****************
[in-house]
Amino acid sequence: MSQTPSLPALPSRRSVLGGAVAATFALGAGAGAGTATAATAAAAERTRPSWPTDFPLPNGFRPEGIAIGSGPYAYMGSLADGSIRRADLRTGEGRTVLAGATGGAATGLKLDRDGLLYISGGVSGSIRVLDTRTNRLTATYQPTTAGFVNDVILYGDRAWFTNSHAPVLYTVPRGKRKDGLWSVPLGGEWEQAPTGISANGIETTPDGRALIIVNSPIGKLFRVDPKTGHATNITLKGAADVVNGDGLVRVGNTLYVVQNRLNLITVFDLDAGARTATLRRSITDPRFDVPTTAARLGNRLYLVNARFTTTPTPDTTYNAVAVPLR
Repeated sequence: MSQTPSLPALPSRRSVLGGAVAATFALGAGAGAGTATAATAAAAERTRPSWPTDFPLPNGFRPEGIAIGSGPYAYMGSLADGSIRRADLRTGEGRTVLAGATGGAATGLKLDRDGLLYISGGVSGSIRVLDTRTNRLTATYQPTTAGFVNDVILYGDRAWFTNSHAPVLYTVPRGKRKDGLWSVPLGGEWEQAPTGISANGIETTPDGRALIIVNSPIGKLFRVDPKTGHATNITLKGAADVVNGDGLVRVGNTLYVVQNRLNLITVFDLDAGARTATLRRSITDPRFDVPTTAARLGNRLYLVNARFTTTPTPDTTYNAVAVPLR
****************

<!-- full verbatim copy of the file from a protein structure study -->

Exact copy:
[in-house]
Amino acid sequence: MSQTPSLPALPSRRSVLGGAVAATFALGAGAGAGTATAATAAAAERTRPSWPTDFPLPNGFRPEGIAIGSGPYAYMGSLADGSIRRADLRTGEGRTVLAGATGGAATGLKLDRDGLLYISGGVSGSIRVLDTRTNRLTATYQPTTAGFVNDVILYGDRAWFTNSHAPVLYTVPRGKRKDGLWSVPLGGEWEQAPTGISANGIETTPDGRALIIVNSPIGKLFRVDPKTGHATNITLKGAADVVNGDGLVRVGNTLYVVQNRLNLITVFDLDAGARTATLRRSITDPRFDVPTTAARLGNRLYLVNARFTTTPTPDTTYNAVAVPLR
Repeated sequence: MSQTPSLPALPSRRSVLGGAVAATFALGAGAGAGTATAATAAAAERTRPSWPTDFPLPNGFRPEGIAIGSGPYAYMGSLADGSIRRADLRTGEGRTVLAGATGGAATGLKLDRDGLLYISGGVSGSIRVLDTRTNRLTATYQPTTAGFVNDVILYGDRAWFTNSHAPVLYTVPRGKRKDGLWSVPLGGEWEQAPTGISANGIETTPDGRALIIVNSPIGKLFRVDPKTGHATNITLKGAADVVNGDGLVRVGNTLYVVQNRLNLITVFDLDAGARTATLRRSITDPRFDVPTTAARLGNRLYLVNARFTTTPTPDTTYNAVAVPLR